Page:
ECON 120 - Regulation and Antitrust Policy
I. Multiple choice
(1)b. (2)b. (3)d. (4)b. (5)a. (6)b. (7)a. (8)b. (9)b. (10)a. (11)c.
(1) [Welfare tradeoffs: 14 pts]
(2) [HHI and merger guidelines: 12 pts]
(3) [Upward pricing pressure: 8 pts]
(4) [Monopoly extension with fixed proportions: 17 pts]
|Table of results||(i) Upstream monopoly,
|Q = Quantity of components (and appliances)||300||300|
|PC = price of component||$5||NA|
|Profit of upstream firm||$900||NA|
|PA = price of appliances||$9||$9|
|Profit of downstream firm||zero||NA|
|Total upstream + downstream profits||$900||$900|
(5) [Tying: 28 pts]
(6) [Price discrimination: 6 pts]
(7) [Network effects: 8 pts]
(8) [Two-sided platforms: 8 pts]
III. Critical thinking
(1) The government argues for a narrow definition of the relevant market because that increases the shares of the merging firms and increases the value of the HHI, strengthening the argument that the merger would enhance market power and lessen competition. The merging firms argue for a broad definition of the market because that decreases the shares of the merging firms and decreases the value of the HHI, weakening the argument against the merger.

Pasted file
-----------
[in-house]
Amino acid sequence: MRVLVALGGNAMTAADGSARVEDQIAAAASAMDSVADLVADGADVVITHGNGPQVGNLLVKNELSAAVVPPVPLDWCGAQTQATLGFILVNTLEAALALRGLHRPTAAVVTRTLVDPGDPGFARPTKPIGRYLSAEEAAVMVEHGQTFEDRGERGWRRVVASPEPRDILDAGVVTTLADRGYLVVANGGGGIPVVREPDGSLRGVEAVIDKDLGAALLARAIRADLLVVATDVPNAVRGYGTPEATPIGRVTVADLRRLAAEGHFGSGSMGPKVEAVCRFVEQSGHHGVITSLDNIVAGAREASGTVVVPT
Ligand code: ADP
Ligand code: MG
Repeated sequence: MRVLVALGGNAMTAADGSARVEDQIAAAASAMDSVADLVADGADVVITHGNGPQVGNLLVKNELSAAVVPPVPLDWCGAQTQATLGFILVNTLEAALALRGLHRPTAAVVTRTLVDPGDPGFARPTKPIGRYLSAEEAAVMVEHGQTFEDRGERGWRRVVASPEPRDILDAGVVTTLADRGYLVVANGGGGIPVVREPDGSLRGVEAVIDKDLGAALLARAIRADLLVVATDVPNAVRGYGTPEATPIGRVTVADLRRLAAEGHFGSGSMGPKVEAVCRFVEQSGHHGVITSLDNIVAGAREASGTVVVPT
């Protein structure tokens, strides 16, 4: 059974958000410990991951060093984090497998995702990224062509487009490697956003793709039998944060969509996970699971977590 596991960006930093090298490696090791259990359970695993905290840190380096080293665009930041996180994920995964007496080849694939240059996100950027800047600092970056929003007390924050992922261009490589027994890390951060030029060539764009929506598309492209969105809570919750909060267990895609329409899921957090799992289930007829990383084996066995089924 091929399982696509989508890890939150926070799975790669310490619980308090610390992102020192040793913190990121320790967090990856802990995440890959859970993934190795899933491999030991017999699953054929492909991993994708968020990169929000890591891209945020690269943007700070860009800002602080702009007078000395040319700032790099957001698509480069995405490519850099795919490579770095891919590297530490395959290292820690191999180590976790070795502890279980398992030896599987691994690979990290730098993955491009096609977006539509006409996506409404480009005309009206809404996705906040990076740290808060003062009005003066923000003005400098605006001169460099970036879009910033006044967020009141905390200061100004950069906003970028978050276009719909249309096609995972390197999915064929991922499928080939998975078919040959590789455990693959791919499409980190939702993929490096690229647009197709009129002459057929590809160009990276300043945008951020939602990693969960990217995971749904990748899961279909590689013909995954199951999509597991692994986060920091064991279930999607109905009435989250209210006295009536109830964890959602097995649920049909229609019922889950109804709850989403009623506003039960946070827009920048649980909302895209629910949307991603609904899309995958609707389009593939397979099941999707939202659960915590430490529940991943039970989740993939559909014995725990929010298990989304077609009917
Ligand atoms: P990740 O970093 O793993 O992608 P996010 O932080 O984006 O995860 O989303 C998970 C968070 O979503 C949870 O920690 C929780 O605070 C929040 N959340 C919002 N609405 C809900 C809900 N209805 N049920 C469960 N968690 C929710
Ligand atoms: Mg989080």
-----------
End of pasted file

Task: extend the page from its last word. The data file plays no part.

(2) One reason a company might insist that retail stores charge a minimum price is to incent retailers to offer attractive showrooms, test models, attentive and informed sales personnel, etc. Without the minimum retail price, discount stores and internet retailers might try to free-ride on the sales efforts of the regular stores, who might then drop the product (Telser 1960).
Another reason a company might insist on a minimum retail price is to ensure that luxury stores carry the product, and thereby implicitly certify the product's quality. Without the minimum retail price, luxury stores would face stiff competition from discount stores and internet retailers, and might then drop the product (Marvel and McCafferty 1984).
[end of answer key]